Iggy Pop | The Bowie Years – Box Set Review


The Bowie Years, a seven-CD box set, explores Iggy Pop’s Berlin-era music output of the latter part of the 1970s. Featuring remastered versions of Pop’s The Idiot and Lust For Life, the live TV Eye, outtakes, alternate mixes of songs, and a 40-page book, this set is a sprawling collection of music that David Bowie produced, wrote, and played on, helping Iggy Pop gain some real commercial success.

Following the demise of The Stooges, Bowie and Pop buried themselves in West Berlin in 1977, starting work on the latter’s debut solo album. Bowie’s work on The Idiot is often seen as the beginning of his celebrated and very creative “Berlin period” when he recorded a stunning trio of albums — Low, Heroes, and Lodger. Lifting his friend from the blistering yet stifling punk world that Pop had pretty much conquered, bringing the electronic textures and cloying darkness of soundscapes into the studio, Bowie certainly invested The Idiot and Lust For Life with the sound of Berlin in as much mark a new solo chapter in Iggy Pop’s output.

The remastering of The Idiot certainly brings Iggy Pop’s unique low voice to the fore, as well as deepening the metallic swirl of guitar and keys. From the plodding opener of “Sister Midnight,” to the masterful dark roil of “Nightclubbing,” to Carlos Alomar’s upfront guitar riffing all over “China Girl,” (a tune Bowie would tackle on his 1983 Let’s Dance album), and the sexy strut tribute to Pop’s ex-band, “Dum Dum Boys,” to the drawn-out electronic anthem “Mass Production” — we certainly get what Pop described at the time as a crossing of James Brown with Kraftwork.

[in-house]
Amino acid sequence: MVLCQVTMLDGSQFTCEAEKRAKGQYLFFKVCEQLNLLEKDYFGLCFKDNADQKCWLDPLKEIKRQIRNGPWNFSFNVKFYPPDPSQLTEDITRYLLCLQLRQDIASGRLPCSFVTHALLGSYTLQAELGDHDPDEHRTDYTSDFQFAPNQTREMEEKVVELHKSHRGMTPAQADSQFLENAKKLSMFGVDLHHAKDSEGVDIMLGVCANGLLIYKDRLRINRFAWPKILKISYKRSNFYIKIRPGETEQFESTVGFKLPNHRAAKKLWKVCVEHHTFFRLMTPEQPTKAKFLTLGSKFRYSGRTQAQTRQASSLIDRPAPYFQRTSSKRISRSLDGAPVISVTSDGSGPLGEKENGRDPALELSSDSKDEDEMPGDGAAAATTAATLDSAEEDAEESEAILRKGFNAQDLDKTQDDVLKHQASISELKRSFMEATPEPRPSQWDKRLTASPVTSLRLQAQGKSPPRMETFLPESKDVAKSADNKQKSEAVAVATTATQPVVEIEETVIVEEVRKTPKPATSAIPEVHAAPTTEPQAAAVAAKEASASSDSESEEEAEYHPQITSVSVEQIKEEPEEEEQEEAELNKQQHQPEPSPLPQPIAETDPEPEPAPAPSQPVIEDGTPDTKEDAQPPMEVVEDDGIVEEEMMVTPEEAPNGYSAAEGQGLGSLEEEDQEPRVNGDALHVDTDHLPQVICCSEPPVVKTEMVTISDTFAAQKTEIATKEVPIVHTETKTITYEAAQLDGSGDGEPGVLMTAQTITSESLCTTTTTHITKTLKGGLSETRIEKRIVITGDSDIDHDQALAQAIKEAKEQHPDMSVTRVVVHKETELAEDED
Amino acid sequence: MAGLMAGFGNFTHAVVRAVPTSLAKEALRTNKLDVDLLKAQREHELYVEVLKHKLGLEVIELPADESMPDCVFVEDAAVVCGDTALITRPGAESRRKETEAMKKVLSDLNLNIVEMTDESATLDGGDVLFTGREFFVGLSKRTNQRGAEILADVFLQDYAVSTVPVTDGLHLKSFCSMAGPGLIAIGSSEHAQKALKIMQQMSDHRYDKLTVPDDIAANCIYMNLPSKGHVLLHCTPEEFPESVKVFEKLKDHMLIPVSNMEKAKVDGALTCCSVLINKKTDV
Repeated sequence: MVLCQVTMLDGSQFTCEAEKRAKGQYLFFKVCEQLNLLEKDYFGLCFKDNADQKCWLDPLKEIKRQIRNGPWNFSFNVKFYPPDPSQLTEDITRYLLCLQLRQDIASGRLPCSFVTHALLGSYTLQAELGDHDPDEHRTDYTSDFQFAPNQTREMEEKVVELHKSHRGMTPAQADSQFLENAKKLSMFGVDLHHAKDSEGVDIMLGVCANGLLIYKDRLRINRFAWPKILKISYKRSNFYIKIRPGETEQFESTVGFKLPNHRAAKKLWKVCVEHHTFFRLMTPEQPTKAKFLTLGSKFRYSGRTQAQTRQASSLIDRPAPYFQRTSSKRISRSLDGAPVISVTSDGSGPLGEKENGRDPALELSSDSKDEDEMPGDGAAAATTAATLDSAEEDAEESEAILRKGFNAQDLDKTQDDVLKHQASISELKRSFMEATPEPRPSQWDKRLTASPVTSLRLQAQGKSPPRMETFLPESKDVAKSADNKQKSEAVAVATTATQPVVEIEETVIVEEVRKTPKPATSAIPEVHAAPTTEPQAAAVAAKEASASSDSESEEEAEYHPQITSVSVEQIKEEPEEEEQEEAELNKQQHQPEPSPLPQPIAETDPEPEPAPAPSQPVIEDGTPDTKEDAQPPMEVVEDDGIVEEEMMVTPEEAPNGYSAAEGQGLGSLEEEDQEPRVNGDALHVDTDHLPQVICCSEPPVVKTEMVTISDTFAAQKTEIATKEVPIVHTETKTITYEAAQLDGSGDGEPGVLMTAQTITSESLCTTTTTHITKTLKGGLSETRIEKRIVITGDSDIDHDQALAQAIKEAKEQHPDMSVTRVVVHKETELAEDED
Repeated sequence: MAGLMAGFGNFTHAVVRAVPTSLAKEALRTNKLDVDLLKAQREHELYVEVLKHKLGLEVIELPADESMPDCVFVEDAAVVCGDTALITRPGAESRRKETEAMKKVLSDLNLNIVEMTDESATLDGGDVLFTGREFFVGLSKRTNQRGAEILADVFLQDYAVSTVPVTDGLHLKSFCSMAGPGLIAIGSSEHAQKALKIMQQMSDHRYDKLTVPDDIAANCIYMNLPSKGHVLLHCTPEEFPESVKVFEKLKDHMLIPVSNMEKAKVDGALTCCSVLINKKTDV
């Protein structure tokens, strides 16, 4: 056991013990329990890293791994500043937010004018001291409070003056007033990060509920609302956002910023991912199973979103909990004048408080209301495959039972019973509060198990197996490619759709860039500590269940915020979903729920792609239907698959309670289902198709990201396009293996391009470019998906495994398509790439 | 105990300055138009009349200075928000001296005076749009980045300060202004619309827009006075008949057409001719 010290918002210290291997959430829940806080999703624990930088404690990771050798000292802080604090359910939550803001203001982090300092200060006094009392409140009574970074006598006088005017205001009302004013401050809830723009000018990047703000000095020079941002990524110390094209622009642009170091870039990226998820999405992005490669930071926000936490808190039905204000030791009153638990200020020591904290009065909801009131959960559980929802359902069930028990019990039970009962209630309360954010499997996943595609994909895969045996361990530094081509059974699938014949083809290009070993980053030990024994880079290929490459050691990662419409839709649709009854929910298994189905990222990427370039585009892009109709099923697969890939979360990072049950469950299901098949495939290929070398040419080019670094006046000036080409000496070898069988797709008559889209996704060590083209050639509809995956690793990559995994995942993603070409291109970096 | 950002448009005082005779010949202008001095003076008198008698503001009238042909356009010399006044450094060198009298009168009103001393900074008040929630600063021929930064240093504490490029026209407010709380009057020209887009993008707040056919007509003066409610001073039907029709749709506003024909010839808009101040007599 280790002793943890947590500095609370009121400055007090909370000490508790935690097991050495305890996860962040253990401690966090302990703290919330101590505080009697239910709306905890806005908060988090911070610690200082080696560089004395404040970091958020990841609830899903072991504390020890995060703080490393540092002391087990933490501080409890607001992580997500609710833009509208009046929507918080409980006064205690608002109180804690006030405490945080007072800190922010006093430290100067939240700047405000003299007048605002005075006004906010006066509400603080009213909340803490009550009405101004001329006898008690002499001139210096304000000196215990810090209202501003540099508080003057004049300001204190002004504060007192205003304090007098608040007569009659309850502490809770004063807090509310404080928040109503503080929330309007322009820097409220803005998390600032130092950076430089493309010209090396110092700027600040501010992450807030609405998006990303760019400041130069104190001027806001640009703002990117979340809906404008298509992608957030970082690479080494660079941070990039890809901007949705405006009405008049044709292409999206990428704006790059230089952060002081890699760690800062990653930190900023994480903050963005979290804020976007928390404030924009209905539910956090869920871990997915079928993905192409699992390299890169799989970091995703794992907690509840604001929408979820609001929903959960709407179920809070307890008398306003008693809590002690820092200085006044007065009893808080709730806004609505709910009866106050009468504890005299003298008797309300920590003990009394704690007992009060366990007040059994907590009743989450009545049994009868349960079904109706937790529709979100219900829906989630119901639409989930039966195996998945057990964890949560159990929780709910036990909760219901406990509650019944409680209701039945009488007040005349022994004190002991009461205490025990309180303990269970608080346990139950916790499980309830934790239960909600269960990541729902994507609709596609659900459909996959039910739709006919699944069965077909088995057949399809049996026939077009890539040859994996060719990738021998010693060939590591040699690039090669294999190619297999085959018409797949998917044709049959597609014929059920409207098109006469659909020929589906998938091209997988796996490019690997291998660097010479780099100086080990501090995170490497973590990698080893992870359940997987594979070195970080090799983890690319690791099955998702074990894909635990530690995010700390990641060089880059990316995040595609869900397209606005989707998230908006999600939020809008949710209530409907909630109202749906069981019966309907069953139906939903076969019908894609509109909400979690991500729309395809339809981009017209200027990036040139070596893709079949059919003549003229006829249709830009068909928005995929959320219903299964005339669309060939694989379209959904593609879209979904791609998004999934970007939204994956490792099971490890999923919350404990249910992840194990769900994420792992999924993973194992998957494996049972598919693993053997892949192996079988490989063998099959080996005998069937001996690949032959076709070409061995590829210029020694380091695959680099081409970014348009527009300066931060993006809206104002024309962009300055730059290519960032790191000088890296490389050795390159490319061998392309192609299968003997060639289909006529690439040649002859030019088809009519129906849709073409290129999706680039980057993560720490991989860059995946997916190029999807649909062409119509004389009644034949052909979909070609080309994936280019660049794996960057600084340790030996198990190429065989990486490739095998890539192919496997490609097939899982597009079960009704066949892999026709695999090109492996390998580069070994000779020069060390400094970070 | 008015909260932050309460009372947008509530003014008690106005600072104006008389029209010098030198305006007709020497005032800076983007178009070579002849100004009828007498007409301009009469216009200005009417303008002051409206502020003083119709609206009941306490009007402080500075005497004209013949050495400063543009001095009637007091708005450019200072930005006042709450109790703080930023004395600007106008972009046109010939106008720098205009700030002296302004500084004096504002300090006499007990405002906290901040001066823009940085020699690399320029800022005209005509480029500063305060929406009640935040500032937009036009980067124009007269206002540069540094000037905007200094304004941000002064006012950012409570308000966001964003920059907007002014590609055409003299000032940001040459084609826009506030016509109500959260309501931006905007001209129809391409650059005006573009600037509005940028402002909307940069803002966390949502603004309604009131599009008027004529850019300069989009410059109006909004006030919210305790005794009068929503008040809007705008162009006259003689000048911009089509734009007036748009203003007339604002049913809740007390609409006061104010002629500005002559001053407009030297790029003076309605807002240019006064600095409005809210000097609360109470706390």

After the tour for The Idiot, Pop and Bowie got back to record Lust For Life. Opening with the hit title track, we get a much rawer rock sound than The Idiot. Noisy guitar and punk piano push the singer’s Jagger-like shouting on “Sixteen,” a slithering slicing guitar runs “The Passenger,” (another hit from this album), and Pop pleads his best on the 50’s sounding, “Tonight.”

All over The Idiot and Lust For Life, we find so much of what would be the gutsy, dirty guitar sound and post-punk sensibility that would go on to fuel bands like The Talking Heads and Blondie.

TV Eye was recorded during Pop’s 1977 shows in Cleveland, Chicago, and Kansas City. It features Bowie in a minor stage role playing keyboards and includes songs from both The Idiot and Lust For Life, along with a controlled “I Wanna Be Your Dog” to end the set.

The Bowie Years also has three discs of previously unreleased live recordings from 1977 — Live At The Rainbow Theatre, London; Live At The Agora, Cleveland; and Live At Mantra Studio, Chicago. If you have never seen Iggy Pop in concert, these shows prove the man was a performer to be reckoned with. The handful of outtakes, rare recordings, single edits, and alt mixes are fun little curios, and the included booklet is rich with the reminiscences of the musicians who played on these albums. But the meat on the bone of this hefty collection is the remastered versions of The Idiot, Lust For Life and TV Eye.

~ Ralph Greco, Jr.

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